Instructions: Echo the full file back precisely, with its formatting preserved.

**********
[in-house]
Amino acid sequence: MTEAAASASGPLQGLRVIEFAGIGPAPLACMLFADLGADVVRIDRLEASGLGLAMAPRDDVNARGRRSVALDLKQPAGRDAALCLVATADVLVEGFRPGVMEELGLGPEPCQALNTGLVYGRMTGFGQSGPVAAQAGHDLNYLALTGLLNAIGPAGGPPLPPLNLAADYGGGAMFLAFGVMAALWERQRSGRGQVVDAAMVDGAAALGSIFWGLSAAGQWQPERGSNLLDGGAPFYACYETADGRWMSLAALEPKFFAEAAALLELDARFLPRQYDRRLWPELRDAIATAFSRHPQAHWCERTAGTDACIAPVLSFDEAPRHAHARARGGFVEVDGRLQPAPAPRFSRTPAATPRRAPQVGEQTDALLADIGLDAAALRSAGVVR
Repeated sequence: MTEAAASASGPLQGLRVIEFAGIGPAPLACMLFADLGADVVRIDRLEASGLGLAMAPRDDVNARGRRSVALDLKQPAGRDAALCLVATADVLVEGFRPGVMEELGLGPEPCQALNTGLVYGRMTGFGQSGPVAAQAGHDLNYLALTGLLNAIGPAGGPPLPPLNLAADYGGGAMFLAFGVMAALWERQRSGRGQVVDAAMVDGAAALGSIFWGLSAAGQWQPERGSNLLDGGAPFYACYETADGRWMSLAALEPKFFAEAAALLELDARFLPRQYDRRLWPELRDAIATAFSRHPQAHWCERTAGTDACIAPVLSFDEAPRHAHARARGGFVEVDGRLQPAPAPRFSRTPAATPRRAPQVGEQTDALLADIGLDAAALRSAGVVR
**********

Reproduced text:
[in-house]
Amino acid sequence: MTEAAASASGPLQGLRVIEFAGIGPAPLACMLFADLGADVVRIDRLEASGLGLAMAPRDDVNARGRRSVALDLKQPAGRDAALCLVATADVLVEGFRPGVMEELGLGPEPCQALNTGLVYGRMTGFGQSGPVAAQAGHDLNYLALTGLLNAIGPAGGPPLPPLNLAADYGGGAMFLAFGVMAALWERQRSGRGQVVDAAMVDGAAALGSIFWGLSAAGQWQPERGSNLLDGGAPFYACYETADGRWMSLAALEPKFFAEAAALLELDARFLPRQYDRRLWPELRDAIATAFSRHPQAHWCERTAGTDACIAPVLSFDEAPRHAHARARGGFVEVDGRLQPAPAPRFSRTPAATPRRAPQVGEQTDALLADIGLDAAALRSAGVVR
Repeated sequence: MTEAAASASGPLQGLRVIEFAGIGPAPLACMLFADLGADVVRIDRLEASGLGLAMAPRDDVNARGRRSVALDLKQPAGRDAALCLVATADVLVEGFRPGVMEELGLGPEPCQALNTGLVYGRMTGFGQSGPVAAQAGHDLNYLALTGLLNAIGPAGGPPLPPLNLAADYGGGAMFLAFGVMAALWERQRSGRGQVVDAAMVDGAAALGSIFWGLSAAGQWQPERGSNLLDGGAPFYACYETADGRWMSLAALEPKFFAEAAALLELDARFLPRQYDRRLWPELRDAIATAFSRHPQAHWCERTAGTDACIAPVLSFDEAPRHAHARARGGFVEVDGRLQPAPAPRFSRTPAATPRRAPQVGEQTDALLADIGLDAAALRSAGVVR